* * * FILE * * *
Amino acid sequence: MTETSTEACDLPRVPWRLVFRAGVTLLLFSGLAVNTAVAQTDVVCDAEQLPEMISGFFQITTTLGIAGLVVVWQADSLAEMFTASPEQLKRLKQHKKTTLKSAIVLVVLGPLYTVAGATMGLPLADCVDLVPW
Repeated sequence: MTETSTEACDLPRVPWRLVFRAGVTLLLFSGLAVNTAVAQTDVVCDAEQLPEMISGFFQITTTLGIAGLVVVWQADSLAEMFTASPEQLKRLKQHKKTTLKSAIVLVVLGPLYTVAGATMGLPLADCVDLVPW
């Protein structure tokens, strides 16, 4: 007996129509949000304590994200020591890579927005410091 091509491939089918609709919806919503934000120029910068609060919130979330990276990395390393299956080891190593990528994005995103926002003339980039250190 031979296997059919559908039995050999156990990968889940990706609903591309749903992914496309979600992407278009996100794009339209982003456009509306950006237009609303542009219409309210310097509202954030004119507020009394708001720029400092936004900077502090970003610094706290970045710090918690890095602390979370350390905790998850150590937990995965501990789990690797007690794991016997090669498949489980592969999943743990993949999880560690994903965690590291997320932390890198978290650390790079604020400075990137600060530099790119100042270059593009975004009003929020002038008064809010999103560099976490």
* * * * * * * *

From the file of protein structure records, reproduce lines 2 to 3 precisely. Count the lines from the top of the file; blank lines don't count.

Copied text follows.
Repeated sequence: MTETSTEACDLPRVPWRLVFRAGVTLLLFSGLAVNTAVAQTDVVCDAEQLPEMISGFFQITTTLGIAGLVVVWQADSLAEMFTASPEQLKRLKQHKKTTLKSAIVLVVLGPLYTVAGATMGLPLADCVDLVPW
């Protein structure tokens, strides 16, 4: 007996129509949000304590994200020591890579927005410091 091509491939089918609709919806919503934000120029910068609060919130979330990276990395390393299956080891190593990528994005995103926002003339980039250190 031979296997059919559908039995050999156990990968889940990706609903591309749903992914496309979600992407278009996100794009339209982003456009509306950006237009609303542009219409309210310097509202954030004119507020009394708001720029400092936004900077502090970003610094706290970045710090918690890095602390979370350390905790998850150590937990995965501990789990690797007690794991016997090669498949489980592969999943743990993949999880560690994903965690590291997320932390890198978290650390790079604020400075990137600060530099790119100042270059593009975004009003929020002038008064809010999103560099976490």